(1) Defendants’ application to contest jurisdiction is dismissed.
(2) Costs shall be paid to the Claimant by the Defendant on the Standard Basis the amount of which shall be assessed, if not agreed, by the Registrar.
11. This means that, in accordance with Rule 44.8 of the RDC, to be granted permission to appeal the Claimant must satisfy the Court that:
(A) it has a real prospect of success in establishing that: (1) the Court of Appeal would have jurisdiction to hear the proposed appeal by the Claimant notwithstanding that the Defendants’ jurisdiction challenge was dismissed; and (2) if the Court of Appeal does have the necessary jurisdiction, that the proposed grounds of appeal have a real prospect of success; or
(B) there is some other compelling reason why the proposed appeal should be heard.
12. A “real prospect of success” means a “realistic” as opposed to a “fanciful” prospect of success, see Swain v Hillman  1 All ER 91, followed and applied in Khorafi et al v Bank Sarasin-Alpen (ME) Limited CFI-026-2009.
13. Article 26 (1) of the DIFC Courts Law (Law 10 of 2004) provides:
“The Court of Appeal has jurisdiction, pursuant to Article 5(B) of the Judicial Authority Law, to hear and determine appeals filed against judgments and awards made by the Court of First Instance.”
14. Article 5(B) of the Judicial Authority Law provides:
“The Court of Appeal shall have exclusive jurisdiction to hear and determine (a) appeals filed against judgments and decisions made by the Court of First Instance.”
15. Whether H.E. Justice Ali Al Madhani’s conclusion in paragraph 52 of his ruling is a judgment or decision of the CFI notwithstanding that it does not feature in the order made consequent on his judgment depends on how his judgment is to be analysed, see paragraph 27 of the judgment of Waller LJ in Compagnie Noga D’Importation Et D’Exportation SA v Australia & New Zealand Banking Group Ltd & Ors  EWCA Civ 1142. In my judgment, the Claimant’s contention that the Court of Appeal would have jurisdiction to hear an appeal from the learned judge’s conclusion in paragraph 52, in particular because an estopppel might arise from that conclusion, has a sufficient prospect of success for the Court to grant permission for this point to be taken on appeal.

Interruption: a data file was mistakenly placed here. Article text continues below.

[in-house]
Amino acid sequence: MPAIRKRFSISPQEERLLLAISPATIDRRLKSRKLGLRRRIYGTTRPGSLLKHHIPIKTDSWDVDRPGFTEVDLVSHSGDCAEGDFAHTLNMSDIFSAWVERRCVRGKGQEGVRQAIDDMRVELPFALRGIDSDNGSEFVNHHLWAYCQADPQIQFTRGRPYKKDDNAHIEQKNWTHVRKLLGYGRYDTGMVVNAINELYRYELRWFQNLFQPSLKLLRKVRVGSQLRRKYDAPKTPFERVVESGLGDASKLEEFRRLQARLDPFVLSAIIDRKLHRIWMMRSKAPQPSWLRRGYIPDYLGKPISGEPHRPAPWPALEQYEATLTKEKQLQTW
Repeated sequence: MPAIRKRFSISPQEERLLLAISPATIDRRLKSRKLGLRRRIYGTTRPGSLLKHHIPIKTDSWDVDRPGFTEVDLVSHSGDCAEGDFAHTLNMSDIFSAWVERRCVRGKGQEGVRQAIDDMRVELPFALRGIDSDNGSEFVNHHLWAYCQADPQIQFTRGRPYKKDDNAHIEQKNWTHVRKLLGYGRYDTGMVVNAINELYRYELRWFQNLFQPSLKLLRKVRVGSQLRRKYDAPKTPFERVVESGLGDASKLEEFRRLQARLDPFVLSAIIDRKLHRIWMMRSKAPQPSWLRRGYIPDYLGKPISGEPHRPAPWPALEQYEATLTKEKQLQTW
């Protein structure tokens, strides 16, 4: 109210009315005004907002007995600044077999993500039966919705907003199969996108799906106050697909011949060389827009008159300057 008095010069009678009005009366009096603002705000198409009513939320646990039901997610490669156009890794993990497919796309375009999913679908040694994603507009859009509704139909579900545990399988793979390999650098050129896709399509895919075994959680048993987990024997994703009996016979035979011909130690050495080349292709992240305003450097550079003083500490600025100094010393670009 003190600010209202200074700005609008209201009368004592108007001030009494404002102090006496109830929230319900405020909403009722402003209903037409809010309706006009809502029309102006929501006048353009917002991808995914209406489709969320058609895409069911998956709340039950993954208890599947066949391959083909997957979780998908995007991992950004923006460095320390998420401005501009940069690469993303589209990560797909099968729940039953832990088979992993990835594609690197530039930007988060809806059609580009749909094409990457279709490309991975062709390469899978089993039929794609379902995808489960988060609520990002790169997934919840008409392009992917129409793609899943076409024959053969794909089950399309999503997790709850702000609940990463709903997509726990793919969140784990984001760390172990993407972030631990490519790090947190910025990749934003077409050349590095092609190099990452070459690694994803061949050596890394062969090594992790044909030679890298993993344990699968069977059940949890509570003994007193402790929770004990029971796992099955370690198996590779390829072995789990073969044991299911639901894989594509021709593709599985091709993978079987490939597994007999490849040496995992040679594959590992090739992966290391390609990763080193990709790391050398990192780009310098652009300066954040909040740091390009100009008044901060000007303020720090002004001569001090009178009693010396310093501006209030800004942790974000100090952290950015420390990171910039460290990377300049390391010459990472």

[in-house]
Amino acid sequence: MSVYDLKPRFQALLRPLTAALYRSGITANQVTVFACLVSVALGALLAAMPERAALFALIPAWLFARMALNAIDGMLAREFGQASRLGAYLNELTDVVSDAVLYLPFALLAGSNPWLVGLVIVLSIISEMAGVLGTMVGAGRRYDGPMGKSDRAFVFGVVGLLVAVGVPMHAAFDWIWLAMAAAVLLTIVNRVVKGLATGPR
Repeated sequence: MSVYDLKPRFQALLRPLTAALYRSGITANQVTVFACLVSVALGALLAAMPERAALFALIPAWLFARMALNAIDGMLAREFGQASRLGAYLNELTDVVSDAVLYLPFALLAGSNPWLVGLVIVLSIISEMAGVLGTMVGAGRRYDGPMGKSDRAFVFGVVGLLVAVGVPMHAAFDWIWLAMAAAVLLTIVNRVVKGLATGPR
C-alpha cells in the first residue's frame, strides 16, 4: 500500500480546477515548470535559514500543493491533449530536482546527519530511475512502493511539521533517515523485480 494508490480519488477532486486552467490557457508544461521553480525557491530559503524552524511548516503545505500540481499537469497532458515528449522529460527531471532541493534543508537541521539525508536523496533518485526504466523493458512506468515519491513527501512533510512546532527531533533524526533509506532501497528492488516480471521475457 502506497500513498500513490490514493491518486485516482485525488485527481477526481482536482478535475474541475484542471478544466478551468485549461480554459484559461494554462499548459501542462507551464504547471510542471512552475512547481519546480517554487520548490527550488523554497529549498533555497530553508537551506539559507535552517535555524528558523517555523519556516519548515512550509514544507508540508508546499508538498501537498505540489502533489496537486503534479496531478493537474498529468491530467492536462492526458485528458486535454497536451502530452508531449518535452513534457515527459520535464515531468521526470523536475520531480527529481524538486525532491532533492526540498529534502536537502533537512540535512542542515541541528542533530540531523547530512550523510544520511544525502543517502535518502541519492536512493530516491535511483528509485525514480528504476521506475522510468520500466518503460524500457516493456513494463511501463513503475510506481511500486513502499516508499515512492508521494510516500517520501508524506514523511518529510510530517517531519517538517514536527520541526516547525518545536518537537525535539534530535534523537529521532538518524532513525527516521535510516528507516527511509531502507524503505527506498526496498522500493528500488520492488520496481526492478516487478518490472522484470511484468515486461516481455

16. I turn to consider whether the Claimant’s proposed grounds of appeal (apart from the appellate jurisdiction question) have a real prospect of success.
17. The Claimant argues that the learned judge erred in concluding that the DIFC Courts have no power to refer Recognised Foreign Judgments to Dubai Courts because he took no account of the fact that a judgment issued by the DIFC Courts on recognition and enforcement of a foreign judgment is itself a money judgment which would not be a foreign but a domestic judgment and would thus fall within the wording of Article 7(2) of the Judicial Authority Law.
18. The Claimant submits that when recognising a foreign judgment, common law courts recognise the existence of an enforceable legal obligation which derives from that judgment, so that, where a claim for recognition and enforcement succeeds, the judgment creditor obtains a judgment of the recognising court in his favour. Therefore, in the DIFC Courts context, when seeking execution, the judgment creditor is seeking execution of a DIFC judgment, not the foreign judgment.
19. Thus, in England there is no barrier to recognition of a foreign judgment which itself enforces a judgment, see e.g. Yukos Capital Sarl v OJSC Rosneft Oil Co  2 Lloyds’s Rep. 443, a decision of Hamblen J in the English Commercial Court where a Dutch judgment in respect of a claim for the enforcement of a Russian arbitration award was held to give rise to an issue estoppel in English proceedings. The Claimant also cites, inter alia, the statements in Enforcement of Foreign Judgments by Garb and Lew that judgments based on foreign judgments are enforceable in a wide range of common law jurisdictions, including Australia, Canada (British Columbia and Ontario), Cayman Islands, India, Malaysia, Pakistan and South Africa.
20. As to the observation of H.E. Justice Ali Al Madhani that if recognised foreign judgments counted as “judgments… rendered by the DIFC Courts”, there would be no need to include ratified foreign awards within the wording of Art 7(2), the Claimant submits that this view overlooks the distinction between recognition of awards on the one hand and enforcement of awards on the other. Recognition of a foreign award does not of itself give rise to a judgment in the terms of the award. For that, the applicant must seek enforcement of the foreign award by obtaining a judgment in terms of the award, see RDC 43.75. However, that remedy is discretionary (see eg Honeywell v Meydan  BLR 599) and thus there may be situations in which a foreign award has been recognised, but there is no DIFC Courts judgment in the terms of the award, either because the claimant has not sought such a judgment or it has been sought but the Court has refused the application.